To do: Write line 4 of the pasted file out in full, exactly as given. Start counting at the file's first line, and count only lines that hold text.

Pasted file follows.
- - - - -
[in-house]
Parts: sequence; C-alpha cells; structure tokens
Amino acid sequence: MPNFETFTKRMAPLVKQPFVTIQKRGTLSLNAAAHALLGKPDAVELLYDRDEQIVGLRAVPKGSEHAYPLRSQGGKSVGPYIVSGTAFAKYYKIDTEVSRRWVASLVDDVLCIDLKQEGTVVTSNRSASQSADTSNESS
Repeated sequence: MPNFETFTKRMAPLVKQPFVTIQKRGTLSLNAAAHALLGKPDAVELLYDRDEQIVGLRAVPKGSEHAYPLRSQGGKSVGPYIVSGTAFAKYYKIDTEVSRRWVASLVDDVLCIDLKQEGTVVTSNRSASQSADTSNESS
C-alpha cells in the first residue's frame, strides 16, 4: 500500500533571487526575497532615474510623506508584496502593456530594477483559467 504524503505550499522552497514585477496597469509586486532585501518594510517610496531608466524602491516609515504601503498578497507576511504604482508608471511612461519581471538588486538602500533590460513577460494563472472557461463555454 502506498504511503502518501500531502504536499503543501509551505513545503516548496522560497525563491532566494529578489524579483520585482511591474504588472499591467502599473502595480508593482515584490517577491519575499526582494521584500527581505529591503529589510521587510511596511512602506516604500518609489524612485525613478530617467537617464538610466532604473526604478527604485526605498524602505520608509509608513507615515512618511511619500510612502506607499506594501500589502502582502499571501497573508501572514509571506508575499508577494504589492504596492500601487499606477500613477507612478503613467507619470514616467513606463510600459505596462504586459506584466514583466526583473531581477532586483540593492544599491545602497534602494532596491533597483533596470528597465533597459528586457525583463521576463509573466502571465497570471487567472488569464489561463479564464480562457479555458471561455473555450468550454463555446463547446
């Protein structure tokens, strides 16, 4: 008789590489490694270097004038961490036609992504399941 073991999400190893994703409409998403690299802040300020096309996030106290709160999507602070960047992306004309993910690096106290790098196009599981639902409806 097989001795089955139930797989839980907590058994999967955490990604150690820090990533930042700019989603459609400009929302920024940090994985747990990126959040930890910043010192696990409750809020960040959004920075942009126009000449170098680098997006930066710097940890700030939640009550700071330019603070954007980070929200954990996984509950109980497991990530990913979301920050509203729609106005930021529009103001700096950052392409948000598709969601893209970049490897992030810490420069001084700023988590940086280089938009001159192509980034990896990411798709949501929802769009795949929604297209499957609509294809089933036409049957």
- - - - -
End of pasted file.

Repeated sequence: MPNFETFTKRMAPLVKQPFVTIQKRGTLSLNAAAHALLGKPDAVELLYDRDEQIVGLRAVPKGSEHAYPLRSQGGKSVGPYIVSGTAFAKYYKIDTEVSRRWVASLVDDVLCIDLKQEGTVVTSNRSASQSADTSNESS